Customer Centric adj. Pertaining to any system in which the customer is trapped in the center and cannot easily remove himself. Originally this was accomplished through vendor lock-in and market share, due to changing market conditions it is now largely realized using various IP protection methods, including lawsuits against wayward users, DRM platforms, and DMCA crackdowns. If the newest legislation passes congress this month, we may should be able to add to our customer cenrtic portfolio by having over-zealous prosecutors press criminal charges on customers who stray beyond the bounds of the impenetrable EULA or any TOS we care to write. Currently customers are also kept centralized by the fact that there is no possible legal recourse to any malfeasance or negligence on our part due to the fact that all our customer-facing contracts specify that all disputes must be settled by arbitration, using arbitrators of our choosing.

    See also: Coopetition, survival strategy.

    • Re: (Score:2, Flamebait)

      by sjwt (161428)

      From the Linux dictionary, 2864rd ed.

      Customer Centric adj. The point where most newbies end up being surrounded by Linux fanboys and yelled at for anything and everything untill they go back to where they came from.

  • by QuietLagoon (813062) on Saturday April 06, 2013 @12:00AM (#43376323)
    Microsoft needs to prove to its customers that those comments were in jest. Unfortunately for Microsoft, in order to prove something like that, Microsoft requires credibility.

    .
    Such a conundrum for Redmond.....

  • by jamstar7 (694492) on Saturday April 06, 2013 @01:17AM (#43376651)
    If a Creative Director, a corporate officer of a subsidary isn't considered to be a spokesmutant for said subsidary, who the fuck is?????
  • Loyal "consumers" (Score:5, Insightful)

    by X.25 (255792) on Saturday April 06, 2013 @03:11AM (#43377009)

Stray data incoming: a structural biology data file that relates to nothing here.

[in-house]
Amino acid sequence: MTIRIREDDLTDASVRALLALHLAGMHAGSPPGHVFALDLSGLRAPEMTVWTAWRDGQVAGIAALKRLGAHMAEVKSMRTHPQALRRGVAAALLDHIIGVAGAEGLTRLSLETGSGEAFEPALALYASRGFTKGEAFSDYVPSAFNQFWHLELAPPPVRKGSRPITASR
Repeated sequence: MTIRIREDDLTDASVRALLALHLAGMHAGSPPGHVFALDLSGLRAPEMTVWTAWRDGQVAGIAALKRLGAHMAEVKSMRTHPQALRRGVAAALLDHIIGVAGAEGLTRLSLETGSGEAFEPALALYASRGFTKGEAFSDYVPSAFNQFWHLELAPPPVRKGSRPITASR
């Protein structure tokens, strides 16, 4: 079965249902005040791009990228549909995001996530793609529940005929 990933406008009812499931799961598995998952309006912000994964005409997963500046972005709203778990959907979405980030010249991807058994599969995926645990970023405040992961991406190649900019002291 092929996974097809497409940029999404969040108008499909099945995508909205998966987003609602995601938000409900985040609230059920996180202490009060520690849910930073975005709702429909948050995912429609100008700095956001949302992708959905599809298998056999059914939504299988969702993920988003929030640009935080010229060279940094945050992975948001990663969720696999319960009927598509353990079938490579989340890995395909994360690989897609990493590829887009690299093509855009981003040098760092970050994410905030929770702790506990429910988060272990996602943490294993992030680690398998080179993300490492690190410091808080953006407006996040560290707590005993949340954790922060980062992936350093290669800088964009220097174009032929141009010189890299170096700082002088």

The most important thing I've noticed, in this whole charade, is this:

    "loyal consumers"

    You are not citizens anymore. Or customers.

    You are consumers, please get used to it.

  • We apologize for the inappropriate comments made by an employee on Twitter yesterday. This person is not a spokesperson for Microsoft, and his personal views do not reflect the customer centric approach we take to our products or how we would communicate directly with our loyal consumers.

    Then why are you apologising for him?

  • Fire the bastard, he's made his views clear. If Microsoft's apology is genuine then they can't continue to have that guy working in that position.

  • You all remember OUYA [www.ouya.tv], don't you? The 'Android console' destined to be a failure because Microsoft and SONY were going to crush them completely...remember?
    Only now SONY and Microsoft have begun having a contest to see which one of them can completely tank their console sales the best and Microsoft just took a major lead in the competition... Not that I can really blame SONY as they're still smarting over how badly they got spanked when they removed OtherOS from the PS3.
    Meanwhile with this latest salvo, Mi